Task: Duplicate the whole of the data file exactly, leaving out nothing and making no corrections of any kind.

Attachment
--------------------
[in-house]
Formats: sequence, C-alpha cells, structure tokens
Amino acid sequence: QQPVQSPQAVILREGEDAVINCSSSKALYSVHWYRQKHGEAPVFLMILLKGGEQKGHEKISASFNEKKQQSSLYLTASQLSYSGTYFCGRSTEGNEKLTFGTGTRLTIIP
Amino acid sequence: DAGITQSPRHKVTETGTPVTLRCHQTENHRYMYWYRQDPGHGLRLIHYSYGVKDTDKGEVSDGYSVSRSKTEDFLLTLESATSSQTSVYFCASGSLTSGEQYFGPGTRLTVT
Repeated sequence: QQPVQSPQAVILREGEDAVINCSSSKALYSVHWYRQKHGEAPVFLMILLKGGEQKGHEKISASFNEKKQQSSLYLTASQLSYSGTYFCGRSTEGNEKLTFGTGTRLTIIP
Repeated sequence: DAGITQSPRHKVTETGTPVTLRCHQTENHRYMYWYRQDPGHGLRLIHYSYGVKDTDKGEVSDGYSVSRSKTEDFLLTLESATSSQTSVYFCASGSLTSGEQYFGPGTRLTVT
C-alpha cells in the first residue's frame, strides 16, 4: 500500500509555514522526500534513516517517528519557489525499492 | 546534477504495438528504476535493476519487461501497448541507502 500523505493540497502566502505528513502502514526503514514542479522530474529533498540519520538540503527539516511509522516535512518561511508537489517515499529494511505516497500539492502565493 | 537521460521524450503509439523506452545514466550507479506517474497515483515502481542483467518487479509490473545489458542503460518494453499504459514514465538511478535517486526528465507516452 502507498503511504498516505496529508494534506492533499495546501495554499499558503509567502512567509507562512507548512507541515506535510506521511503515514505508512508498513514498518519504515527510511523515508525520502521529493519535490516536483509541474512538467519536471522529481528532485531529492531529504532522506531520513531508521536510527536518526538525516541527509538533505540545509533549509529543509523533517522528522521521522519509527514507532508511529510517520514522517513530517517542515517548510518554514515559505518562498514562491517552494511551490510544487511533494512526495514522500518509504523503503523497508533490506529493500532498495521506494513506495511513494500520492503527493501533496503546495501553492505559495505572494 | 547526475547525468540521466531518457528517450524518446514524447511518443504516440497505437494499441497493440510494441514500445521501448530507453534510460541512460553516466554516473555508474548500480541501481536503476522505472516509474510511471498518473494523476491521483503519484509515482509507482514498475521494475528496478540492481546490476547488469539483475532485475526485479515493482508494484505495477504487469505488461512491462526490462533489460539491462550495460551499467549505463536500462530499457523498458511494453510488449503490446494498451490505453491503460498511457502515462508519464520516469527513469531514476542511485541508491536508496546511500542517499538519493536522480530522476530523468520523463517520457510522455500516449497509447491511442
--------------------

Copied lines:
[in-house]
Formats: sequence, C-alpha cells, structure tokens
Amino acid sequence: QQPVQSPQAVILREGEDAVINCSSSKALYSVHWYRQKHGEAPVFLMILLKGGEQKGHEKISASFNEKKQQSSLYLTASQLSYSGTYFCGRSTEGNEKLTFGTGTRLTIIP
Amino acid sequence: DAGITQSPRHKVTETGTPVTLRCHQTENHRYMYWYRQDPGHGLRLIHYSYGVKDTDKGEVSDGYSVSRSKTEDFLLTLESATSSQTSVYFCASGSLTSGEQYFGPGTRLTVT
Repeated sequence: QQPVQSPQAVILREGEDAVINCSSSKALYSVHWYRQKHGEAPVFLMILLKGGEQKGHEKISASFNEKKQQSSLYLTASQLSYSGTYFCGRSTEGNEKLTFGTGTRLTIIP
Repeated sequence: DAGITQSPRHKVTETGTPVTLRCHQTENHRYMYWYRQDPGHGLRLIHYSYGVKDTDKGEVSDGYSVSRSKTEDFLLTLESATSSQTSVYFCASGSLTSGEQYFGPGTRLTVT
C-alpha cells in the first residue's frame, strides 16, 4: 500500500509555514522526500534513516517517528519557489525499492 | 546534477504495438528504476535493476519487461501497448541507502 500523505493540497502566502505528513502502514526503514514542479522530474529533498540519520538540503527539516511509522516535512518561511508537489517515499529494511505516497500539492502565493 | 537521460521524450503509439523506452545514466550507479506517474497515483515502481542483467518487479509490473545489458542503460518494453499504459514514465538511478535517486526528465507516452 502507498503511504498516505496529508494534506492533499495546501495554499499558503509567502512567509507562512507548512507541515506535510506521511503515514505508512508498513514498518519504515527510511523515508525520502521529493519535490516536483509541474512538467519536471522529481528532485531529492531529504532522506531520513531508521536510527536518526538525516541527509538533505540545509533549509529543509523533517522528522521521522519509527514507532508511529510517520514522517513530517517542515517548510518554514515559505518562498514562491517552494511551490510544487511533494512526495514522500518509504523503503523497508533490506529493500532498495521506494513506495511513494500520492503527493501533496503546495501553492505559495505572494 | 547526475547525468540521466531518457528517450524518446514524447511518443504516440497505437494499441497493440510494441514500445521501448530507453534510460541512460553516466554516473555508474548500480541501481536503476522505472516509474510511471498518473494523476491521483503519484509515482509507482514498475521494475528496478540492481546490476547488469539483475532485475526485479515493482508494484505495477504487469505488461512491462526490462533489460539491462550495460551499467549505463536500462530499457523498458511494453510488449503490446494498451490505453491503460498511457502515462508519464520516469527513469531514476542511485541508491536508496546511500542517499538519493536522480530522476530523468520523463517520457510522455500516449497509447491511442